A low-prep writing game that gets your students excited to tell stories
My class was a little uninspired today. It’s the end of the year, and—like me—they just didn’t feel excited to write. There are many ways to get inspired when you don’t feel like it, but today, I knew it was game time. I chose an old favorite. This Jenga writing game takes little set up time, and it will get your students up and moving—and better yet, telling creative and detailed stories.
Object of the game
Students remove block from the Jenga tower in order to move their character through a dungeon and get the treasure.
- 1 Jenga set (around $9 on Amazon or Target)
- A couple sheets of copy paper for map-making (or whiteboard)
- Marker or pencil for map-making
- Some item to be a map game piece (I used a magnet on a marker board, but a penny would suffice—or have students bring in an action figure)
Set up the Jenga tower per game instructions.
Then draw a map with 10–15 spaces. Larger maps increase difficulty. Make a couple of branches for players to explore. This will make the game more interesting, but keep in mind that if players have to backtrack, the difficulty increases.
Here’s the map that I used in my class today. It has a total of 19 spaces if the players explore all branches. This actually made for a more challenging game, so I recommend using fewer spaces.
Draw a treasure chest (or write the word “treasure” if you’re not an artist) at one end of the map.
Draw two question marks somewhere on the map.
Draw three hearts on the paper to represent three lives.
You are now ready to dungeon delve!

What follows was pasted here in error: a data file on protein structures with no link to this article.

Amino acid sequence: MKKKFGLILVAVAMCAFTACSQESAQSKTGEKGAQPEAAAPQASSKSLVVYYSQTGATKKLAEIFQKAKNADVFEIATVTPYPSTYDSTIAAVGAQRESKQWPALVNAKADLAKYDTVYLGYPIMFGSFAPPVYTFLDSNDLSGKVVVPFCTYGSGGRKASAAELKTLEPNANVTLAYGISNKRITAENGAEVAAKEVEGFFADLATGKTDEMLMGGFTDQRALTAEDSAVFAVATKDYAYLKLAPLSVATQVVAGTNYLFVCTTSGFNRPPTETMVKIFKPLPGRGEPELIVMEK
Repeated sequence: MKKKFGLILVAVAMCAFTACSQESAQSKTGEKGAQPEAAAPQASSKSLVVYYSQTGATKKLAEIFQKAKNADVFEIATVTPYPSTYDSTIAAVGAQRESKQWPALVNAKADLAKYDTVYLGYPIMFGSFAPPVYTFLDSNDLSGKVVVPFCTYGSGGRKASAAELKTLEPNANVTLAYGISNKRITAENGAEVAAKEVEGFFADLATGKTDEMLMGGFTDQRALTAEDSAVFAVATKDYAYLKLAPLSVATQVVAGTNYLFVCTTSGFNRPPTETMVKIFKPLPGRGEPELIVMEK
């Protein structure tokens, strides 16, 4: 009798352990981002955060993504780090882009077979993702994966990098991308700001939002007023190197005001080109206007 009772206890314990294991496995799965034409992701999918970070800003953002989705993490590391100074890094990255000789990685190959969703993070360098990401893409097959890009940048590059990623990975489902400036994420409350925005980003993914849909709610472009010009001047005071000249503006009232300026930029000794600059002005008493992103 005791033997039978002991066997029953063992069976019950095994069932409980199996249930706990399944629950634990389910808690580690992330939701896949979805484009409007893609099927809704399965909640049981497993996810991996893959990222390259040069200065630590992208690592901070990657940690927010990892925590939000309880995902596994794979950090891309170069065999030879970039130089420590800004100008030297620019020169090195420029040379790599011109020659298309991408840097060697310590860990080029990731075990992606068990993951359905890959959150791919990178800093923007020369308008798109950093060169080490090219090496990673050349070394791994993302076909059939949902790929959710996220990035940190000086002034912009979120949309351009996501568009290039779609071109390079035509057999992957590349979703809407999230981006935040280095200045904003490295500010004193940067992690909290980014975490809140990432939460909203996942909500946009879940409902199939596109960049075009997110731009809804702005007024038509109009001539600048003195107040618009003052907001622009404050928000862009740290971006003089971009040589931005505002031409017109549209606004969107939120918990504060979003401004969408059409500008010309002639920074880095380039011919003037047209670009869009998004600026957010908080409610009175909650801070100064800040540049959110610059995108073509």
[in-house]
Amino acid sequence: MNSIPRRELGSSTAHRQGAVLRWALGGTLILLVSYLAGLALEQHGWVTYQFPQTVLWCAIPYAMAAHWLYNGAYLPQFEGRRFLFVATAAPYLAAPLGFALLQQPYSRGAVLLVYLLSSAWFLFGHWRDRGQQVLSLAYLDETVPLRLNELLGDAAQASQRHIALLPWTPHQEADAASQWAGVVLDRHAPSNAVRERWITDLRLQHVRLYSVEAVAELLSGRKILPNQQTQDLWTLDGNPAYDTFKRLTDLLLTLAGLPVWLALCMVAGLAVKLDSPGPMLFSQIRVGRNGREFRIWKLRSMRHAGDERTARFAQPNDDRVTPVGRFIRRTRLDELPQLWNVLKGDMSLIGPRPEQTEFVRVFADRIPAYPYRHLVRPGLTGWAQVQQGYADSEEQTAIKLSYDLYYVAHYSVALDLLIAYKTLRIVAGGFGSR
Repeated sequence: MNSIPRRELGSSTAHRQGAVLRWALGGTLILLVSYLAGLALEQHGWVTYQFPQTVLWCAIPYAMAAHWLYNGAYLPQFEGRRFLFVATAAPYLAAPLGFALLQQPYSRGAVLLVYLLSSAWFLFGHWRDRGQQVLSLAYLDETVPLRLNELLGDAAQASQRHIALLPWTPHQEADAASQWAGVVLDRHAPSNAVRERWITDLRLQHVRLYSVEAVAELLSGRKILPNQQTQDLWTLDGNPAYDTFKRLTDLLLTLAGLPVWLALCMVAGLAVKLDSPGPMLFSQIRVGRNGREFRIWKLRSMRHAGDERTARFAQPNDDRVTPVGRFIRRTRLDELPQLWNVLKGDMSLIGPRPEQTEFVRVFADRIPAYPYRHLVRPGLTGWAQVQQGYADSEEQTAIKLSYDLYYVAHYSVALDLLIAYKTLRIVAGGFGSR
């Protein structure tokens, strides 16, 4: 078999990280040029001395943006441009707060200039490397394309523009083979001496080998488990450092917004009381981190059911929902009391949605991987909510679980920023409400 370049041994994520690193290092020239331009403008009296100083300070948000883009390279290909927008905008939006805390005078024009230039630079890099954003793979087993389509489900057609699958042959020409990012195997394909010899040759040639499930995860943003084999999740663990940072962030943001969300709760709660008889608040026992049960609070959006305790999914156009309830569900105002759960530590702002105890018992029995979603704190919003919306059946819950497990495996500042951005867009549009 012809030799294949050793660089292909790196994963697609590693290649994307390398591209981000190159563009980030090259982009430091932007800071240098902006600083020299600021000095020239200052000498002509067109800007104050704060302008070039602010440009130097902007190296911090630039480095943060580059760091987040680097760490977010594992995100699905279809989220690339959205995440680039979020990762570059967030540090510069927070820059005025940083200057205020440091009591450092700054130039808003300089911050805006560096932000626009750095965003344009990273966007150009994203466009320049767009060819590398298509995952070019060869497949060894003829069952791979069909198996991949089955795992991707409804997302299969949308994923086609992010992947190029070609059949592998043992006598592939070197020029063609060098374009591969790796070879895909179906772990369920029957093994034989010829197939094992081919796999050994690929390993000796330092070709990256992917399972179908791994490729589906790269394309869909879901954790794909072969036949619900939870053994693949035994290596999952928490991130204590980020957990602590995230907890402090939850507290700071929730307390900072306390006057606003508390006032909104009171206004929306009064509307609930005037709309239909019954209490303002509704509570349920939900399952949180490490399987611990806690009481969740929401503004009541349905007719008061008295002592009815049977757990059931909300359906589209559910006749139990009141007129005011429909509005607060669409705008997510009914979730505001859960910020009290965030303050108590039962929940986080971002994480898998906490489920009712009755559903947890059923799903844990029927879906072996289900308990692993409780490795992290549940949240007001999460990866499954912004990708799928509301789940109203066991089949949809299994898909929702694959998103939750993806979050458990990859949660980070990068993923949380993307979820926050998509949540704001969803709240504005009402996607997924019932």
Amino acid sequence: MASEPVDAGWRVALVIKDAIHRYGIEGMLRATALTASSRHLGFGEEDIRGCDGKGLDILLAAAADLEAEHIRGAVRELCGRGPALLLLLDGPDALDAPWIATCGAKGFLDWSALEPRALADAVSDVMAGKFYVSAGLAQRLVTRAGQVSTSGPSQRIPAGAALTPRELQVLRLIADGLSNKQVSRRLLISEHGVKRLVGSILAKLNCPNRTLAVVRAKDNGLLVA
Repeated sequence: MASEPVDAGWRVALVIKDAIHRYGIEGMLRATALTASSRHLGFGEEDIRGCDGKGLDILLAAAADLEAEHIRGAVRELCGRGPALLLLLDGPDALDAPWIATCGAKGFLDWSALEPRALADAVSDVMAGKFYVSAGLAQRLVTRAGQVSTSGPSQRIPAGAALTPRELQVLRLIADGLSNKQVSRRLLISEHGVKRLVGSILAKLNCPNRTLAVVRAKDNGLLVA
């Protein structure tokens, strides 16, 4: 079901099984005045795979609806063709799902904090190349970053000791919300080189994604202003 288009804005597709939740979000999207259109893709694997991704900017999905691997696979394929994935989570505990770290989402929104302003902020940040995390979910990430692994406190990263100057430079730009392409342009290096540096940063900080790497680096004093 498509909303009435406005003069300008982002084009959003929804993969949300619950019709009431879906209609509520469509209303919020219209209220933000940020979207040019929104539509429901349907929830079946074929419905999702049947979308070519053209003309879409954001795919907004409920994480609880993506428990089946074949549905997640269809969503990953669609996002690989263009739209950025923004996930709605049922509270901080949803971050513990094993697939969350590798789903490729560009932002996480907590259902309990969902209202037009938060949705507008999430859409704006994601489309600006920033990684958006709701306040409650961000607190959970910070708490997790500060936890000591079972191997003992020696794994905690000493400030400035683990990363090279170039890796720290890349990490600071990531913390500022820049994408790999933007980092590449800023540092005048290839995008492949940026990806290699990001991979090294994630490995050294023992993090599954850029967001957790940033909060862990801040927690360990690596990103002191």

How to play
Tell the students that they are treasure hunters exploring a dungeon in search of treasure. Unfortunately, the treasure is trapped behind a locked door. Tell them the key is hidden in one of the two question mark spaces on the board.
Each player will take turns removing a block from the Jenga tower and setting it on top (following game directions). When a player successfully removes and replaces a block, they may move the game piece on the map by one space. Then they must describe this space as if it were a new room in the dungeon.
Here are some questions for them to consider:
- How would you describe the room using the 5 senses?
- What are the key features in the room?
- Are there any enemies?
This part of the game is where your main story-telling comes into play. Feel free to jump in and ask the student questions to flesh out the story. Don’t settle for, “It’s a stone room.” Get them to give you a good, visual image. You can get other students involved here too by having them offer questions to the describer.
When they are finished, play passes to the next player who removes a block, moves the game piece, and describes the next room.
If at any time, the Jenga tower falls, they lose one life. If they lose all three lives, the game is over. The player who knocked down the tower describes how their character got hurt. They do NOT move the game piece forward.
Question Mark Spaces
Randomly choose which space the key is hidden in. Tell your students they have to fight a monster in order to get the key. The monster requires three successful Jenga block removals in order to be defeated (this is the equivalent of adding 3 additional spaces to your game, so keep this in mind when you’re mapping). The player who moves into this space gets to describe the monster.
Note: Defeating the monster does not require killing it. Tell the students they can convince it to join them. Then just use the hearts to keep track of how “persuaded” the monster is.
The other question mark space should give the players an extra life. The player that moves into this space gets to describe a laboratory where a healing potion is found.
The Treasure Space
If the players have the key, they may enter the treasure space and win the game. The player who moves into this space gets to describe the treasure.
Variations and optional rules
- Have students design the map.
- Instead of one game piece, provide one for each player. Have each player describe their character to the group. Only the player who knocks down the tower loses a life. This could be a race to the treasure, or the team could work together.
- Add additional question mark spaces to the board and have students decide what happens in these spaces.
- Have students write a short story about the adventure at the end of the game.
What games do you use on days when your students just don’t feel like writing?
Let us know in the comments so we can use them in our classes.